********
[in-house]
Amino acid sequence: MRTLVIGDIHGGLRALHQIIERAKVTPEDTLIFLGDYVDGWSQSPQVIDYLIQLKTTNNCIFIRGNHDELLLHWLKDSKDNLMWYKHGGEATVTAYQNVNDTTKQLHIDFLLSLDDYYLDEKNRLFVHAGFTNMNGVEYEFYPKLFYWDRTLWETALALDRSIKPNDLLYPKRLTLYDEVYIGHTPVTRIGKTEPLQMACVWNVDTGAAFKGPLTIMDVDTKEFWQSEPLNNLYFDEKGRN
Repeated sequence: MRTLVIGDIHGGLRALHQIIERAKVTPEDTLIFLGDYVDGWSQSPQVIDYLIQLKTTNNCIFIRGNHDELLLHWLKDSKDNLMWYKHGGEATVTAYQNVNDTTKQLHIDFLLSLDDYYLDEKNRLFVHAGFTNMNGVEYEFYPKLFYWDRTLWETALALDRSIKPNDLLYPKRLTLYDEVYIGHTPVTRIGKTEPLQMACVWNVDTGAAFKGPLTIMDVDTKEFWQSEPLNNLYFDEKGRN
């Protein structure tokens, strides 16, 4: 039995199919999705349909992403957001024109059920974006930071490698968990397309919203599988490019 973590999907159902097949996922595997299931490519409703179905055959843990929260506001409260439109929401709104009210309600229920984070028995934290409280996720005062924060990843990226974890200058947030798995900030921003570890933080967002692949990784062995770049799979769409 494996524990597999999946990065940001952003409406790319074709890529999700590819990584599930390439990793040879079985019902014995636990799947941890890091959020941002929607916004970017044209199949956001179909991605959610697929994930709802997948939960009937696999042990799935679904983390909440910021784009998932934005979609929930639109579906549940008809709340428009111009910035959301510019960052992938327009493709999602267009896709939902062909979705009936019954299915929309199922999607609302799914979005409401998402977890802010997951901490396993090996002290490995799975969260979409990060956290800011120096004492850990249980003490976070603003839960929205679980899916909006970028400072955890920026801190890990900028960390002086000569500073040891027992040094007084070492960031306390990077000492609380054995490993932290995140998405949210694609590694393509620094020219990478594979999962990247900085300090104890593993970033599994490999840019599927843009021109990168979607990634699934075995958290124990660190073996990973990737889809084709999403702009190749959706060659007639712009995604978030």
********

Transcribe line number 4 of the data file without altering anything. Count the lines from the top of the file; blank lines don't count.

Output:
């Protein structure tokens, strides 16, 4: 039995199919999705349909992403957001024109059920974006930071490698968990397309919203599988490019 973590999907159902097949996922595997299931490519409703179905055959843990929260506001409260439109929401709104009210309600229920984070028995934290409280996720005062924060990843990226974890200058947030798995900030921003570890933080967002692949990784062995770049799979769409 494996524990597999999946990065940001952003409406790319074709890529999700590819990584599930390439990793040879079985019902014995636990799947941890890091959020941002929607916004970017044209199949956001179909991605959610697929994930709802997948939960009937696999042990799935679904983390909440910021784009998932934005979609929930639109579906549940008809709340428009111009910035959301510019960052992938327009493709999602267009896709939902062909979705009936019954299915929309199922999607609302799914979005409401998402977890802010997951901490396993090996002290490995799975969260979409990060956290800011120096004492850990249980003490976070603003839960929205679980899916909006970028400072955890920026801190890990900028960390002086000569500073040891027992040094007084070492960031306390990077000492609380054995490993932290995140998405949210694609590694393509620094020219990478594979999962990247900085300090104890593993970033599994490999840019599927843009021109990168979607990634699934075995958290124990660190073996990973990737889809084709999403702009190749959706060659007639712009995604978030």